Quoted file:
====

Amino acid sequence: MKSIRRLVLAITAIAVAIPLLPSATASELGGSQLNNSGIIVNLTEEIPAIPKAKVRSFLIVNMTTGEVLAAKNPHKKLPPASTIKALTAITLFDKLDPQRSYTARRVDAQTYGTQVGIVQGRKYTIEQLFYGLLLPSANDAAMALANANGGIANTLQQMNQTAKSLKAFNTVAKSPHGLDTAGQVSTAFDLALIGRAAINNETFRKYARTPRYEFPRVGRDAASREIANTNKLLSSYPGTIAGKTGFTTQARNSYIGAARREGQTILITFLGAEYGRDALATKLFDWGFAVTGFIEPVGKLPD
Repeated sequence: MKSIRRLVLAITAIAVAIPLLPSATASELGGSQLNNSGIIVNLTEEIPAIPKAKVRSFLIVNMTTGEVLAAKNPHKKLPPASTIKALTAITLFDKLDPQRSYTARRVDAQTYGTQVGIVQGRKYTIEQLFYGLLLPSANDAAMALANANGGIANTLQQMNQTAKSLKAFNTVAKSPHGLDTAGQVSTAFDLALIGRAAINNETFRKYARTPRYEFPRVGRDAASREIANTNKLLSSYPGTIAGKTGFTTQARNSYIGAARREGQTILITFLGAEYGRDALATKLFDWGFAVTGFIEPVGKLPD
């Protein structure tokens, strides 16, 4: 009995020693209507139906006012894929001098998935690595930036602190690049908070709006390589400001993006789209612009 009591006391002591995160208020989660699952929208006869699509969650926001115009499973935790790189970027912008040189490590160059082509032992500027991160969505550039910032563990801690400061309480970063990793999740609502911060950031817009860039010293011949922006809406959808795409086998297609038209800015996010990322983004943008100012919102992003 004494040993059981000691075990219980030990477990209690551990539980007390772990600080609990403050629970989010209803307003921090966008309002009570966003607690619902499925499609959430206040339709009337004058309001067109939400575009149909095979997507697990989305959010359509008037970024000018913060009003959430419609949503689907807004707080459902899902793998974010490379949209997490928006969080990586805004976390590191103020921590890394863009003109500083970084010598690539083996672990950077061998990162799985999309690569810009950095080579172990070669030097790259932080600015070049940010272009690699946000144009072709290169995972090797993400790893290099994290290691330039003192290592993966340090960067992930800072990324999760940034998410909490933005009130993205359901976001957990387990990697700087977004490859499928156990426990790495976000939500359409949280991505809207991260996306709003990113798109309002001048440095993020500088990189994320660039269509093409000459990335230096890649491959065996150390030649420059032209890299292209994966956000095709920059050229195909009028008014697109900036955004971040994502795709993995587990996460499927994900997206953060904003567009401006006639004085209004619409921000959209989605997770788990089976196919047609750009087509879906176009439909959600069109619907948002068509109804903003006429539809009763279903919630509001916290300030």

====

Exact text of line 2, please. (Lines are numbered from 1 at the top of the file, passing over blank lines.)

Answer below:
Repeated sequence: MKSIRRLVLAITAIAVAIPLLPSATASELGGSQLNNSGIIVNLTEEIPAIPKAKVRSFLIVNMTTGEVLAAKNPHKKLPPASTIKALTAITLFDKLDPQRSYTARRVDAQTYGTQVGIVQGRKYTIEQLFYGLLLPSANDAAMALANANGGIANTLQQMNQTAKSLKAFNTVAKSPHGLDTAGQVSTAFDLALIGRAAINNETFRKYARTPRYEFPRVGRDAASREIANTNKLLSSYPGTIAGKTGFTTQARNSYIGAARREGQTILITFLGAEYGRDALATKLFDWGFAVTGFIEPVGKLPD